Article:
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  B-29-35-MO "Bockscar" Serial Number 44-27297  
20th AF
509th CG
509th BS

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USAAF August 9, 1945

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USAAF 1945

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Justin Taylan 2000

Aircraft History
Built by Boeing as a B-29-35-MO Superfortress at the Glenn L. Martin Aircraft Plant at Bellevue, Nebraska. One of fifteen B-29s modified as a silverplate and re-designated "Block 36" as a model B-29A-40-MO Superfortress. On March 19, 1945 Delivered to the U.S. Army Air Force (USAAF) as B-29-35-MO Superfortress serial number 44-27297. Assigned to crew C-13 including:

Aircraft Commander  Captain Frederick C. Bock, Greenville, MI
Co-Pilot  1st Lieutenant Hugh Cardwell Ferguson, Sr., Highland Park, MI
Navigator  1st Lieutenant Leonard A. Godfrey, Jr., Greenfield, MA
Bombardier  1st Lieutenant Charles Levy, Philadelphia, PA
Engineer  Master Sergeant Roderick F. Arnold, Rochester, MI
Assistant Engineer  Sergeant Ralph D. Belanger, Thendara, NY
Radio  Sergeant Ralph D. Curry, Hoopeston, IL
Radar  Sergeant William C. Barney, Columbia City, IN
Tail Gunner  Sergeant Robert J. Stock, Fort Wayne, IN

Wartime History
During April 1945, flown to Wendover Army Air Field, Utah. Afterwards, nicknamed "Bockscar" a play on Bock's surname with the nose art of a flying box car over rail road tracks. On June 11, 1945 departed Wendover Army Air Field on a ferry flight to North Field Airstrip on Tinian Island arriving five days later.

Assigned to the 20th Air Force, 509th Composite Group, 393rd Bombardment Squadron with victor number 7. During June 1945 and July 1945, this B-29 flew thirteen training missions plus three bombing mission over Japan each mission armed with a single pumpkin bomb (non-nuclear replication of the "Fat Man" bomb).

On July 24, 1945 took off armed with a "pumpkin bomb" on a bombing mission against Sumitomo Aluminum Plant at Niihama and bombed visually with excellent results.

On July 29, 1945 took off armed with a "pumpkin bomb" on a bombing mission against Tokyo and visually bombs the secondary target, the Nakajima Aircraft Engine Factory at Musashino with poor results.

On August 1, 1945 the victor number was changed to 77 and painted in black on the sides of the nose. The tail was given the triangle N markings of the 444th Bombardment Group (444th BG) as a security measure to give the appearance of a conventional bomber.

On August 9, 1945 this B-29 was loaded from Atomic Bomb Pit No. 2 with the plutonium bomb nicknamed "Fat Man". For the mission, this B-29 was flown by aircraft commander Major Charles W. Sweeney with crew C-15 usually assigned to B-29 "The Great Artiste" 44-27353:

Aircraft Commander  Major Charles W. Sweeney, North Quincy, MA
Co-Pilot  Captain Charles Donald "Don" Albury, Miami, FL
Regular Co-pilot  Second Lieutenant Frederick "Fred" J. Olivi, Chicago, IL
Navigator  Captain James F. Van Pelt, Jr., Oak Hill, WV
Bombardier  Captain Kermit K. Beahan, Houston, TX
Engineer  Master Sergeant John D. Kuharek, Columbus, NE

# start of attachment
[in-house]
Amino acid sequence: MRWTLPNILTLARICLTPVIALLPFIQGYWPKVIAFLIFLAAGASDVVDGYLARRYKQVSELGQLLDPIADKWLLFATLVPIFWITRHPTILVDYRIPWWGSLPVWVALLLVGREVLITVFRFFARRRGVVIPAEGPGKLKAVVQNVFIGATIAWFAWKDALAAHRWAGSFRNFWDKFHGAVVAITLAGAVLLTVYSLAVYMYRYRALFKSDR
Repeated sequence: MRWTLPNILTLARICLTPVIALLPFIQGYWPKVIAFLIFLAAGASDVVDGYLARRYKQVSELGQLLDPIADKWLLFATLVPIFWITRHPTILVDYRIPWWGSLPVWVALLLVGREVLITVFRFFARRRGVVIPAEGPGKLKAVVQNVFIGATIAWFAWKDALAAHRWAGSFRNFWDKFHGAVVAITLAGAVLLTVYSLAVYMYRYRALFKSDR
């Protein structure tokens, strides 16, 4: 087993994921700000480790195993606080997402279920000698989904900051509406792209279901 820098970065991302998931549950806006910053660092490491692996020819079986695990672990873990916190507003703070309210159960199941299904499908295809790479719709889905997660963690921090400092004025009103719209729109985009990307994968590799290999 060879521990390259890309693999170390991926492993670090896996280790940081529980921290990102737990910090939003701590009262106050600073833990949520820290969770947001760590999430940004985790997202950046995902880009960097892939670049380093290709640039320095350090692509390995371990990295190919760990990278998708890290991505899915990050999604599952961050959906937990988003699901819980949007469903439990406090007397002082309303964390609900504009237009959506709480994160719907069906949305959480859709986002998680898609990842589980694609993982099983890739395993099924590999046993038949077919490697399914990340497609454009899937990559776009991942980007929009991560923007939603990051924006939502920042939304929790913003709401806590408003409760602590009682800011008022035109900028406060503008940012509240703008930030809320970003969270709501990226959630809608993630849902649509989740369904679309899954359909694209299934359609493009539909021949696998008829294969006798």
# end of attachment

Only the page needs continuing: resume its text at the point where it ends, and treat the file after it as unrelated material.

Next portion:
Assistant Engineer  Staff Sergeant Raymond C. Gallagher, Gunner, Chicago, IL
Radar  Staff Sergeant Edward K. Buckley, Lisbon, OH
Radar  Sergeant Abe M. Spitzer, Bronx, NY
Tail Gunner  Sergeant Albert T. "Pappy" DeHart, Plainview, TX

Took off at 3:49am from North Field Airstrip on Tinian Island. After take off it flew to a rendezvous point to meet two other B-29 "The Great Artiste" 44-27353 piloted by Captain Frederick C Bock (who has exchanged planes with Sweeney for the mission) and B-29 44-27354 piloted by Major James I Hopkins. At the rendezvous point, Hopkins bomber did not arrive in time. The pair waited for an extra thirty before proceeding together.

Although B-29 "Enola Gay" 44-86292 had flown a weather reconnaissance mission over the primary target Kokura reported it as clear, by the time both B-29s arrived, the target was obscured by smoke from the bombing of Yawata. Ordered to drop the bomb visually and not by radar, "Bockscar" made three unsuccessful bombing runs then diverted to the secondary target Nagasaki.

Over Nagasaki 10:58 local time flying at an altitude of at 28,900', the "Fat Man" atomic bomb was released at 11:01am and exploded 47 seconds later. The Japanese estimated 24,000 were killed, while U.S. estimated about 35,000. Afterwards, all three B-29s landed at Yontan Airfield on Okinawa, refuel then took off again and return to North Field Airstrip at 23:39.

Afterwards, flown back to the United States. On September 11, 1946 placed into storage at the Davis-Monthan Museum with fuselage code “89” with tail circle R.

On September 26, 1961 delivered to the USAF Museum and displayed at the World War II aviation hanger with a replica "Fat Man" atomic bomb.

USAF Serial Number Search Results - B-29-35-MO Superfortress 44-27297
"27297 to the Martin Modification Center, Omaha, NB, for Code Silverplate conversion for the carriage of atomic weapons. Field number 77. Assigned to 393rd Bomb Squadron, 509th Composite Group. Was "Bockscar"--the Nagasaki bomber Aug 9, 1945. Attached to 509th Composite Group, 393rd Composite Squadron, Roswell,NM: Davis-Monthan to CL-32 (Museum) 11 Sep 1946. Delivered to Wright Patterson AFB Sep 26, 1961. Now on display at WPAFB Museum."
The Silverplate Bombers: A History and Registry of the Enola Gay and Other B-29s Configured to Carry Atomic Bombs (2012) by ichard H. Campbell pages 172 (B-29 44-27297), 139 (July 24, 1945 Niihama, July 29, 1945 Musashino), 234 (index Tokyo-Musashino)

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Last Updated
March 20, 2022


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